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Est. 1921

English Language

Course Details

Exam Board and specification code:


Course Co-ordinator:

Mrs Watson

Video Introduction:

What is this course about?

English Language A-level is very different to GCSE. At A-level, you will study language is a wide range of contexts and genres and learn how it can be used to represent, influence, create identities, include, exclude and exert power.

Some elements of the course are quite technical; you will look at how texts are structured grammatically and how this contributes to meaning. You will learn to describe linguistically children’s language and writing at different stages of acquisition.

Other elements of the course are more sociological; you will explore the reasons why many people use non-standard English. For example, you will look at why regional accents are neutralising in many places in Britain but are strengthening in Liverpool and Hull. You will consider why black young people in London switched their cockney accents for Black British English, an accent influenced by Jamaican Patois.

You will also learn to write creatively. You will explore different genres of creative writing, as well as learn to write in a way that informs and entertains.

This is a list of the topics we study:

  • Meanings and Representations (Text Analysis)
  • Child Language Acquisition (Spoken and Literacy)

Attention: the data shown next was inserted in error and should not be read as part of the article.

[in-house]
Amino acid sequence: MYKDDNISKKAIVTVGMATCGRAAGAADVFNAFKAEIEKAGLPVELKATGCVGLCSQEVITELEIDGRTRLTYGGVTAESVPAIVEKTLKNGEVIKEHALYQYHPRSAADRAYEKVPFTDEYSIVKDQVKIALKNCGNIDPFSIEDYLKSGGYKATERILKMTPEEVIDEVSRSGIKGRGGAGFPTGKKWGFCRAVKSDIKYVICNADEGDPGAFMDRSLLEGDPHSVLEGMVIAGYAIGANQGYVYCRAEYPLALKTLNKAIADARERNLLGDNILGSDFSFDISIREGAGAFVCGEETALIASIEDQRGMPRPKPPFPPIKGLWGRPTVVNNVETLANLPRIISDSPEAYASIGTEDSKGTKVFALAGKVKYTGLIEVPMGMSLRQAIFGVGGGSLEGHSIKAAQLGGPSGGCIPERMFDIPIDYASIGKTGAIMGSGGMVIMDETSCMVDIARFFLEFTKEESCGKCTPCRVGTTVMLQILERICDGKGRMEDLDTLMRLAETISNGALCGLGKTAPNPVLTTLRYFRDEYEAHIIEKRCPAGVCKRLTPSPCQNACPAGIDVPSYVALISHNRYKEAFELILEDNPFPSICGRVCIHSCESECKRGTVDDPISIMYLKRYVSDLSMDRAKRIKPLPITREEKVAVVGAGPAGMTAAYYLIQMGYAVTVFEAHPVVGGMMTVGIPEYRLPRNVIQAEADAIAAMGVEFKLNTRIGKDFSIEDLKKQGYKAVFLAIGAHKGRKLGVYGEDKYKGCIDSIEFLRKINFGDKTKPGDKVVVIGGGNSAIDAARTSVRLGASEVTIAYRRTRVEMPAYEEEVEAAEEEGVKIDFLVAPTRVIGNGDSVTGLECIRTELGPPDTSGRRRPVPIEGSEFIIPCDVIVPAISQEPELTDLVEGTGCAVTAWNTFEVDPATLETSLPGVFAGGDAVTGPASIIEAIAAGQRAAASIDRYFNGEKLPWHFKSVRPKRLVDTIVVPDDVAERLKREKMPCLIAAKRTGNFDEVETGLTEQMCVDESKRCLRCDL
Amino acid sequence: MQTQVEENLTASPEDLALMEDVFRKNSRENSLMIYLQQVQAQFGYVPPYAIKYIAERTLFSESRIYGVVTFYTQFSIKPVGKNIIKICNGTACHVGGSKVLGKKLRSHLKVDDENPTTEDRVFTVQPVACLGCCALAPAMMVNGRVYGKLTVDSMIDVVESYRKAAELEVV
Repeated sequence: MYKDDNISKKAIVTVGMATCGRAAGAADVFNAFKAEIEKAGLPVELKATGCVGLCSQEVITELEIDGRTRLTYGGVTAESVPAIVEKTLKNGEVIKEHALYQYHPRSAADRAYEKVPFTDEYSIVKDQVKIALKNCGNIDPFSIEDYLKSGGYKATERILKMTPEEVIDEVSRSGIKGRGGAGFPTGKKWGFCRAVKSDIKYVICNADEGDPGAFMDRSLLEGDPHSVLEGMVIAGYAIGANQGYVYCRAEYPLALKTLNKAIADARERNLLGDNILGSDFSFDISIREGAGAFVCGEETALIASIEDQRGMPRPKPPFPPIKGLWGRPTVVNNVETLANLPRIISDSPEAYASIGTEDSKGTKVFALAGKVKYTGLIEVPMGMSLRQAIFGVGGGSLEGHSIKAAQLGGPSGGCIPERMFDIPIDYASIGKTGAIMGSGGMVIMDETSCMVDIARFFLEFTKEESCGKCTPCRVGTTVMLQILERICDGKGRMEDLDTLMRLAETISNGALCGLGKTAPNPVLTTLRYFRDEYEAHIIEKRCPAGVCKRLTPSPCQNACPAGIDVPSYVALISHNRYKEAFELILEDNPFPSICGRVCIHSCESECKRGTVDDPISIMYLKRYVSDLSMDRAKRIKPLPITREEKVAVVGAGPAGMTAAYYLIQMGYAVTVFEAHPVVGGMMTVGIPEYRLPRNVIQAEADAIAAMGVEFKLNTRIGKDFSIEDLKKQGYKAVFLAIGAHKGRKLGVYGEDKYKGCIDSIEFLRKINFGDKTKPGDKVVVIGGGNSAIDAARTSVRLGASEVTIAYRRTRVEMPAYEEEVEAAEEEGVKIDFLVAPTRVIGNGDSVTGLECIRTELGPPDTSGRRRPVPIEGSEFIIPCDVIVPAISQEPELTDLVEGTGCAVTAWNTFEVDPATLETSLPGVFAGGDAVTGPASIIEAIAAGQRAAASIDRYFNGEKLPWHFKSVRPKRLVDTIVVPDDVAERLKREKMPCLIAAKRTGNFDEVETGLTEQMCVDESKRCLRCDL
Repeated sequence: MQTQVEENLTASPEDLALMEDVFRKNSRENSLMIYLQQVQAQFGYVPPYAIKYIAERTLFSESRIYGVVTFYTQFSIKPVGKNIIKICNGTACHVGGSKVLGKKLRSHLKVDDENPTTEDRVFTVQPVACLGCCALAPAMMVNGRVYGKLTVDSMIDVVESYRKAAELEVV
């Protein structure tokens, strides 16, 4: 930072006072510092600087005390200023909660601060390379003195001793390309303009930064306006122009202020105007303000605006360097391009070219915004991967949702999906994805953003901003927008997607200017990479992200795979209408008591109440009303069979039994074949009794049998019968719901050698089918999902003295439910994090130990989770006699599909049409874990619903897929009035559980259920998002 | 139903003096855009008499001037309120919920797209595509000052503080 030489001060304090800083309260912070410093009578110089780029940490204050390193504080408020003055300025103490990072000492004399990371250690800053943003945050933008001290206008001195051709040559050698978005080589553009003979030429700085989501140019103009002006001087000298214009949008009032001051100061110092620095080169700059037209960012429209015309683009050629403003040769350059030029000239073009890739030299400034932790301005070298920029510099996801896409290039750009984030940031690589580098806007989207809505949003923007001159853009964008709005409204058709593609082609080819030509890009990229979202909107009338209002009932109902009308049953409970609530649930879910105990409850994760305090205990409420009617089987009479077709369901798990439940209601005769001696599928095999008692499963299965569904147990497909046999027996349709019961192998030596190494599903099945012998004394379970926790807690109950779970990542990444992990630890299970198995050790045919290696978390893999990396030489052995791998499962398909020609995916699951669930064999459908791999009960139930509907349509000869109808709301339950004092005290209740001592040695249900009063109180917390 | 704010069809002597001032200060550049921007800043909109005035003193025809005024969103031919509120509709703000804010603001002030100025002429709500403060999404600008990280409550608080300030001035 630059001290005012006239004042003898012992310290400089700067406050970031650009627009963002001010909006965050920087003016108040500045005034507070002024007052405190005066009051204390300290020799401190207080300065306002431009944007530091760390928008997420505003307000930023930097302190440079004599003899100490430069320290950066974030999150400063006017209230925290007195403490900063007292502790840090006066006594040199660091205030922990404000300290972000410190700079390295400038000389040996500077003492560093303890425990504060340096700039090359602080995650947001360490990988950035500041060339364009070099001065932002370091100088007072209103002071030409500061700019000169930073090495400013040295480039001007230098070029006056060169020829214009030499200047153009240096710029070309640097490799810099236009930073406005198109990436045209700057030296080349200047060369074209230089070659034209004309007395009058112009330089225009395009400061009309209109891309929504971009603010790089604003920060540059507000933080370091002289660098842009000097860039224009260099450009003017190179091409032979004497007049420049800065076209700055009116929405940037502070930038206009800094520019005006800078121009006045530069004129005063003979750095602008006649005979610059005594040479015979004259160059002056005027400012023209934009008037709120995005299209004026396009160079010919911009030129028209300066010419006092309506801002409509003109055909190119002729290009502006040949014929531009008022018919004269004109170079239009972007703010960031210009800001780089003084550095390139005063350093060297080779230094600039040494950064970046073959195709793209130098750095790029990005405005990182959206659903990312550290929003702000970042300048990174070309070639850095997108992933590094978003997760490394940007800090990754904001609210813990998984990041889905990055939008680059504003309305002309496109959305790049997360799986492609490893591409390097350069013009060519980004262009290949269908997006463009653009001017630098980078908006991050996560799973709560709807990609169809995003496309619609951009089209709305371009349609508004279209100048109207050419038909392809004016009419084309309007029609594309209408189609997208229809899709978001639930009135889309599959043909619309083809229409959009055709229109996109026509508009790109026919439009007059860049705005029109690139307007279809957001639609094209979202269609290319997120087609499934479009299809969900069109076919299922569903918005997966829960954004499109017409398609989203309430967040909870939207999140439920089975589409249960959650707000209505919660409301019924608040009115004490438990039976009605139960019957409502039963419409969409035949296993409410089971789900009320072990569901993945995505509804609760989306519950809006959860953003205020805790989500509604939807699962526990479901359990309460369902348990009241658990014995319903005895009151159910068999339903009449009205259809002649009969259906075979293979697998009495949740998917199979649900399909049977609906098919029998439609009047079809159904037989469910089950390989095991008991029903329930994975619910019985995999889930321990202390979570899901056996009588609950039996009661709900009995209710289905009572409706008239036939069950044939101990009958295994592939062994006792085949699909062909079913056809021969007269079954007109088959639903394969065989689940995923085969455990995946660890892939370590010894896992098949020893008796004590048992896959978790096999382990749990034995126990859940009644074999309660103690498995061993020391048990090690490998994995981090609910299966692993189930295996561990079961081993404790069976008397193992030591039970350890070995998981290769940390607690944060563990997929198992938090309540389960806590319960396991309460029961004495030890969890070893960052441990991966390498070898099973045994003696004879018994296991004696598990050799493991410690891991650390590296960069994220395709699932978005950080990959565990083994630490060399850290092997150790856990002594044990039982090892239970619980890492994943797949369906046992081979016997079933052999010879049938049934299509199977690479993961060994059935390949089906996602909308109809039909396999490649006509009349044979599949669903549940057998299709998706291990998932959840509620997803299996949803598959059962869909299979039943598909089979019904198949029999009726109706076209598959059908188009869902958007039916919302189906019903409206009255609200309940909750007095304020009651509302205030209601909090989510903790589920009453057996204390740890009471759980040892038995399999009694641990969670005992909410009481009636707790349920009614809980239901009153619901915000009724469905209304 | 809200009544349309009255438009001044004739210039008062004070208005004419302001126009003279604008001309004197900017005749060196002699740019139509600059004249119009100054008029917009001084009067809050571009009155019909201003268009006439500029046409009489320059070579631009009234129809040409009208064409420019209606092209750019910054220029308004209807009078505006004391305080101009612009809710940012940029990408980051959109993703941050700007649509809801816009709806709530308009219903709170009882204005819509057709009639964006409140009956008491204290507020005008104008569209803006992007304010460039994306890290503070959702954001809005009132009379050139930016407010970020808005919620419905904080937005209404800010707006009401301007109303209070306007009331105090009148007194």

• Language and Gender
  • Language and Occupation
  • Language and Region
  • Language and Social Groups
  • Language and Ethnicity
  • World Englishes
  • Language Change
  • Language Discourses
  • Researching Language
  • Original Writing

Course Content

Paper 1: Language, the Individual and Society

2hrs 30min examination, 100 marks, worth 40%.

Section A – Meanings and Representations

You will be given two texts and be required to write a short essay analysing how language is used to create representations. You will then write a short comparative essay comparing how the texts use language to create representations.

Section B – Child Language Acquisition

You will have the choice between answering a question about children’s spoken or written language. You will be given a piece of data – a transcript or a piece of children’s writing – and be asked to write an essay evaluating a given view with reference to the data.

Paper 2: Language Diversity and Change

2hrs 30min examination, 100 marks, worth 40%.

Section A

You will be given a choice between two essay questions: one on language change, one on language diversity.

Section B

You will be given two texts, for example newspaper articles, and be asked to write an essay comparing how they use language to represent a view point about language.

You will then be asked to write your own informative but accessible and entertaining opinion article on a linguistic topic.

Non-exam assessment: Language in Action Language Investigation

3,500 word, worth 20% of the overall grade.

  • Language Investigation - you will complete a language investigation into a topic of your choice (2,000 words excluding data)
  • Original Writing - you will produce one piece of original writing based on the power of storytelling and one accompanying commentary.

What might this course lead on to?

  • Further academic study into linguistics
  • Journalism / writing
  • Law
  • Advertising
  • Communications
  • Speech therapy
  • Forensic linguistics
  • It compliments any essay-based degrees

Entry Requirements:

Grade 4 in GCSE English Language.